Convicting the Innocent: Japanese American Youth at Topaz


Digital exhibit graphic for Convicting the Innocent – Japanese American Youth at Topaz graphic

In March 1942, just months after Pearl Harbor, the United States government forcibly relocated over 120,000 Japanese Americans from the West Coast, citing it as a military necessity. Both the U.S. government and citizens alike feared that Japanese Americans would betray the United States to Japan. Even before Pearl Harbor, anti-Japanese sentiment had been growing for decades. During World War II, racism towards Japanese heightened, as it became clear that neither the U.S. government nor its citizens fully acknowledged Japanese Americans as U.S. citizens. Instead, they labeled them “Japanese.” Years later, many Americans consider this event to be one of the most serious violations of civil rights in American history, as there was no evidence of Japanese American betrayal. Even more controversial was that children under eighteen made up thirty percent of the population living behind barbed wire at the Central Utah Relocation Center.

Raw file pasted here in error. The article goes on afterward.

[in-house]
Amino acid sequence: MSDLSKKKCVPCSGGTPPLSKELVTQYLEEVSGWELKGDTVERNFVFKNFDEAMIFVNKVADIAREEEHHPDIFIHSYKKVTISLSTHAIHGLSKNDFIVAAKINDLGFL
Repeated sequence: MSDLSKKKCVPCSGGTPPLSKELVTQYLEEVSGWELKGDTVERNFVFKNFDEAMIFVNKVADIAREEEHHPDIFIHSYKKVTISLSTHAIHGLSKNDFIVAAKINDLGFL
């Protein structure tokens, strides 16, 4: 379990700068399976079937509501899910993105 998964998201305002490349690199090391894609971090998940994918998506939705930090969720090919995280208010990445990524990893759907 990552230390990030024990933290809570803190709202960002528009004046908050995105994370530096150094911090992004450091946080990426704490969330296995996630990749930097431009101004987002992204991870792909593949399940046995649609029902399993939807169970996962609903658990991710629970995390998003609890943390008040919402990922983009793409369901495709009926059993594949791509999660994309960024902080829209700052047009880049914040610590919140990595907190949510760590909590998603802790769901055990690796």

This digital exhibit will explore the ways in which Japanese American adolescents, ages ten through eighteen, responded to evacuation and internment at the Central Utah Relocation Center—more commonly known as Topaz, named after the nearby Topaz Mountain. For many, evacuation was a confusing and bewildering process that disrupted their educations, deprived their families of their livelihoods, and marked them as enemies.


Project Team:

  • Jane Beckwith (Topaz Museum Board President and Exhibit Content Reviewer - Topaz Museum)
  • Clayton Brown (Faculty Exhibit Advisor - USU History Department)
  • Dan Davis (Photograph Curator and Exhibit Advisor - USU Special Collections & Archives)
  • Alison Gardner (Digital Initiatives Assistant - Quality Control and Exhibit Reviewer)
  • Kellianne Gammell (Marketing Assistant - Exhibit Reviewer)
  • Alyson Griggs (Exhibit Creator)
  • Andrea Hawkman (Faculty Exhibit Advisor - USU Teacher Education and Leadership Department)
  • Shay Larsen (Graphic Designer)
  • Tammy Proctor (Faculty Exhibit Advisor - USU History Department)
  • Darcy Pumphrey (Digital Projects Coordinator - Quality Control and Exhibit Reviewer)
  • Abby Thorne (Student Assistant - Copy Editor)

Student Scanning Technicians:

  • Jennika Anderson (Digitization)
  • Sam Anderson (Quality Control Review)
  • Tommy Chau (Digitization)
  • Jake Matthews (Digitization/Quality Control Review)
  • Malori Menck (Digitization/Quality Control Review)
  • Brian Passantino (Digitization)
  • Maren Stephens (Digitization/Quality Control Review)